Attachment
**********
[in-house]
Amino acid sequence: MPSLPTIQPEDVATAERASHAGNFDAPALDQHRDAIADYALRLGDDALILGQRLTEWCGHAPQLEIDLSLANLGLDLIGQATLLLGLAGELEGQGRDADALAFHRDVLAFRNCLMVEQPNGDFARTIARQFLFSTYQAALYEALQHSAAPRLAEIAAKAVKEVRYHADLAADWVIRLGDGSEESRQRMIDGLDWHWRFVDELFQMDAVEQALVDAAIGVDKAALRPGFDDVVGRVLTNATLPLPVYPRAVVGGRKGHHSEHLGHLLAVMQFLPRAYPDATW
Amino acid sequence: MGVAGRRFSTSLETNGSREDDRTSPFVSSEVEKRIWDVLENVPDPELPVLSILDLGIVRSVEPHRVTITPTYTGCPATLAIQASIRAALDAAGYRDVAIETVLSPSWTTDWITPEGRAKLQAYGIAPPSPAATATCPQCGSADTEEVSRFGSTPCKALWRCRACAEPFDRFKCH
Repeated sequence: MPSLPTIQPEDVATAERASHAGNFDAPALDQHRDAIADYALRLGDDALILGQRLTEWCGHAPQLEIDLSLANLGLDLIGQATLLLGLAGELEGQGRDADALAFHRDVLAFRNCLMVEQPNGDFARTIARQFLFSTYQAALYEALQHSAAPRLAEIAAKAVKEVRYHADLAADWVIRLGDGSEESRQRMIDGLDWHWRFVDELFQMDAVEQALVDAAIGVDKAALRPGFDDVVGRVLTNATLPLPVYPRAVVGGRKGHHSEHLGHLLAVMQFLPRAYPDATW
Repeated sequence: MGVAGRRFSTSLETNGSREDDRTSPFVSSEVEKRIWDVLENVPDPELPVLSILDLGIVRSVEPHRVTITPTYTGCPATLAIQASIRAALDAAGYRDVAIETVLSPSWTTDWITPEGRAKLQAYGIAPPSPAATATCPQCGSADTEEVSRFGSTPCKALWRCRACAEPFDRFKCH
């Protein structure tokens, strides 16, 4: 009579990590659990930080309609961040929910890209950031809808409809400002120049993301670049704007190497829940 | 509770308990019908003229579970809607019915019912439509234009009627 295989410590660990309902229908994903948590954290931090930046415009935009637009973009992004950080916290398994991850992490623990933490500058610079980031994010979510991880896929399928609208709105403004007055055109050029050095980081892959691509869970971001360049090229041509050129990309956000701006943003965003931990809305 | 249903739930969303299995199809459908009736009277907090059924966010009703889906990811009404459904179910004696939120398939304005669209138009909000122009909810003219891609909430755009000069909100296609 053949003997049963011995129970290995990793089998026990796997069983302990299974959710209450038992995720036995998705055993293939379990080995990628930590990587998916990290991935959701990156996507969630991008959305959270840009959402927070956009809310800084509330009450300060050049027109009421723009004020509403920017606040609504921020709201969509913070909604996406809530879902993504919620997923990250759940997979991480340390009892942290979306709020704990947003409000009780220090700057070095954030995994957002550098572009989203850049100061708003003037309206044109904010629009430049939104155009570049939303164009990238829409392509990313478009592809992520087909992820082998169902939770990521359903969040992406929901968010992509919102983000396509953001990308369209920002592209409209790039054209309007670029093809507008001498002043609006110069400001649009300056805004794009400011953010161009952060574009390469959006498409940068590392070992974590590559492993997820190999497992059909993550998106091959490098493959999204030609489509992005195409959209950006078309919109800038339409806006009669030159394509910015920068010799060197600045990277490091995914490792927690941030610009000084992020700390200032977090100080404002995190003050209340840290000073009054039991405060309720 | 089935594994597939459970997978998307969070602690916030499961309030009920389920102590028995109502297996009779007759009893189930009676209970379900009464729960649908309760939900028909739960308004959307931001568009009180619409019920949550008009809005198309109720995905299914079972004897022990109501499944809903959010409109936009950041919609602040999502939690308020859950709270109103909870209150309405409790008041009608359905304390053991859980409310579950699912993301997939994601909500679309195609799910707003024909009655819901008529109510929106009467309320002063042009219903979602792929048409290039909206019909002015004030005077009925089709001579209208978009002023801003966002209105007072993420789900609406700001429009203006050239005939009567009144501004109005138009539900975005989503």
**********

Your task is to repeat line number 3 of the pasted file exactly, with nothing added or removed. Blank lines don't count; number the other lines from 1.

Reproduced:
Amino acid sequence: MGVAGRRFSTSLETNGSREDDRTSPFVSSEVEKRIWDVLENVPDPELPVLSILDLGIVRSVEPHRVTITPTYTGCPATLAIQASIRAALDAAGYRDVAIETVLSPSWTTDWITPEGRAKLQAYGIAPPSPAATATCPQCGSADTEEVSRFGSTPCKALWRCRACAEPFDRFKCH